When 15-year-old Kiana Kelii attended events to prepare for her father's military deployments, her choices were to sit with the adults while they learned about insurance benefits or hang out with her 10-year-old brother and other little kids while they bounced on inflatable toys or played video games.

"OMG," she texted her mom after picking the little kid option. "They're making us do a puppet show."

Nearly 10 years into the Afghanistan and Iraq wars, deployments are rising, and so is the stress on teens such as Kelii, who've been largely overlooked by military family support efforts that have centered on young children and adults.

It goes beyond boredom, as Kelii's sagging grades showed in 2008.

Now, as her father gets ready for his third deployment, she is more prepared, thanks to a new group she's helping to lead: one of the nation's first military support programs for teens.

In between homework, driver's ed lessons and hockey practice, Kelii meets with seven teens from across the state in the Minnesota Teen Panel to organize events, including a first-ever summit in June to connect and support teens.

"You don't always want to confide in your parents, and your friends don't understand it," said the Bloomington Jefferson High School freshman. "We wanted to start something that connects teens."

With her parents by her side, Kelii spoke Wednesday at the University of Minnesota about her father's Army National Guard deployments to experts who work with military families and others who have examined the effects deployment has on youths -- an emerging field nationwide.

Void in research about teens

According to military support groups, more than 15,000 Minnesota kids under 18 have a parent who has, will be or is currently deployed. Among them are teens who are more likely to hide signs of depression, act out or become more irritable due to the stress of a parent's deployment. They're also expected to take on chores or other duties of the absent parent.

"The impact is different for teens, in part because they can take on more roles in the family ... and sort of mask their feelings," said Angela Huebner, an associate professor at Virginia Tech who spoke at Wednesday's event.

Huebner's 2004 study was the first time researchers talked to teens about the impact of military deployments, she said; before then, parents reported affects on children. "There was a big void."

The continuing wars are prompting more work like Huebner's.

U assistant professor Abigail Gewirtz is conducting a first-of-its-kind study on 400 Minnesota National Guard families, evaluating the effects of parenting resources to help youths during and after deployment. If it's successful, the program will be implemented nationwide with aid from the Guard and the National Institutes of Health.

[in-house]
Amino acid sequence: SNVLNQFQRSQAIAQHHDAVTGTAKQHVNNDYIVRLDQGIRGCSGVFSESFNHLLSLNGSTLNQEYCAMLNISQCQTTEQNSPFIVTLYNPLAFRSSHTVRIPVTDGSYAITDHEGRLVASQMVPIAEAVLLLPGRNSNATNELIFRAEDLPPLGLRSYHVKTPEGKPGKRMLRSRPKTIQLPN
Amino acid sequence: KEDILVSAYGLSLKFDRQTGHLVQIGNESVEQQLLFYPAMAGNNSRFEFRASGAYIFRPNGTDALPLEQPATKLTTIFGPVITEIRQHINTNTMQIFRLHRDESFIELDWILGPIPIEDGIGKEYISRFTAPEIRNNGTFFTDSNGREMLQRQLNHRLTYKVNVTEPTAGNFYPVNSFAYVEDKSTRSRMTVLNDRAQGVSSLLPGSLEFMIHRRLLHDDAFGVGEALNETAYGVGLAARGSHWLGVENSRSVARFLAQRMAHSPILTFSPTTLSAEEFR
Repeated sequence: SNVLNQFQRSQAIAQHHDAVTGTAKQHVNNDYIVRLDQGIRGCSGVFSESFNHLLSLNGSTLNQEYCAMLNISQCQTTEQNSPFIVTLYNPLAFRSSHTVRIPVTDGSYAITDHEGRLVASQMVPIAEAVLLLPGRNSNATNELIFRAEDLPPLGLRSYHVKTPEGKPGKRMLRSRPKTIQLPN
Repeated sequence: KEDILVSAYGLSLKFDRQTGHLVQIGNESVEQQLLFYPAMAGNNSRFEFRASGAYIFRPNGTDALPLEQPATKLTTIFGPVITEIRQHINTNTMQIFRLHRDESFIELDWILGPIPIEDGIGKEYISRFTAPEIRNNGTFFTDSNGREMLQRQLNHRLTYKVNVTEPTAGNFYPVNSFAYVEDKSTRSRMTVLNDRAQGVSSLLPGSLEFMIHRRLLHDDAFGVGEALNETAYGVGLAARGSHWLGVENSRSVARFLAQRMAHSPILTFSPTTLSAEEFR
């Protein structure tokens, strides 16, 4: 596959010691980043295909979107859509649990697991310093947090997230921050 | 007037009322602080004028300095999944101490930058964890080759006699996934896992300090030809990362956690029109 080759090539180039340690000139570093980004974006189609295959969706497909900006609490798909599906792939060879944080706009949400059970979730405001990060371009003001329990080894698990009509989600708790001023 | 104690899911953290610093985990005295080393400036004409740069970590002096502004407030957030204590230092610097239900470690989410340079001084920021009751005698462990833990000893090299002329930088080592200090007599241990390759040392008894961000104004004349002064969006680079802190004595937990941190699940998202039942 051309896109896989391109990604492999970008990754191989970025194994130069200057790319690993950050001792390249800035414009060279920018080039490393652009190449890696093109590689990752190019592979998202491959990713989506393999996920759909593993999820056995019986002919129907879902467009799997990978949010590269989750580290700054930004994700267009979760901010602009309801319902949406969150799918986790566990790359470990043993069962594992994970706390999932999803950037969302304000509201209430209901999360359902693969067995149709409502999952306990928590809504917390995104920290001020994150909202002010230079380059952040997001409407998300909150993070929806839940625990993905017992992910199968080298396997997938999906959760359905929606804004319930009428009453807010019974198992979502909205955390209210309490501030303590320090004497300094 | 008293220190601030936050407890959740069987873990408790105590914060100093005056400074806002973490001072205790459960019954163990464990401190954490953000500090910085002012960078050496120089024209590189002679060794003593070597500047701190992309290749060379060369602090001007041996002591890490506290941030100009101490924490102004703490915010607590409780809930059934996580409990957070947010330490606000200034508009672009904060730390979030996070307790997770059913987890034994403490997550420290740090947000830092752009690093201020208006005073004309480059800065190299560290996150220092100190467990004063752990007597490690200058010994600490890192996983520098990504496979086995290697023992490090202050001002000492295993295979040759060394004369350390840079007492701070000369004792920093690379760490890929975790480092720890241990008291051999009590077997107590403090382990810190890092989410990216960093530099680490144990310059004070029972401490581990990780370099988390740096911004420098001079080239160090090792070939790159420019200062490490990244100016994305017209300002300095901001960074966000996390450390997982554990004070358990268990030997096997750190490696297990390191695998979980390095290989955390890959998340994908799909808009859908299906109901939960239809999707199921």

"Guard families are especially vulnerable because, unlike families on a base, they're more isolated," Gewirtz said. "We've met families where both parents have been deployed a total of three, four, even five times. How could families not be affected?"

'Nothing for teens'

After deployments, Huebner said, studies show that teens bounce back slower than adults do because they're anticipating another redeployment.

"For some kids that's all they remember ... Mom or Dad being deployed," she said. "They were never really certain it was done."

Kelii's father, an officer with the 134th Brigade Support Battalion, will leave in May for Kuwait with 2,400 Minnesota National Guard members, his third deployment since Kelii was 7.

When her father left in 2008, Kelii's struggles with grades almost got her kicked out of an honors class. "That was the hardest year,'' she said.

This time, Kelii and her mom have notified her teachers that the stress of the deployment could cause a dip in grades. Thanks to the Teen Panel, she'll also have peers to turn to who understand what she's going through.

"We don't know anyone else in Bloomington that's a military kid," her mom, Barb Kelii, said. "Now she has a network of friends from Shakopee to Rochester. We're hoping the Teen Panel brings out more."

The group aims to get more than 100 Minnesota teens to a June summit for activities and sessions on how to cope with a parent's deployment.

"We heard it all the time, 'There's nothing for teens, there's nothing for teens,'" said Amber Runke, program specialist for Operation Military Kids, which oversees the panel with the Minnesota National Guard. "It really is a big push in the last few years on military families. If the family isn't supported, the service member is not able to do well."

Kelly Smith • 612-673-4141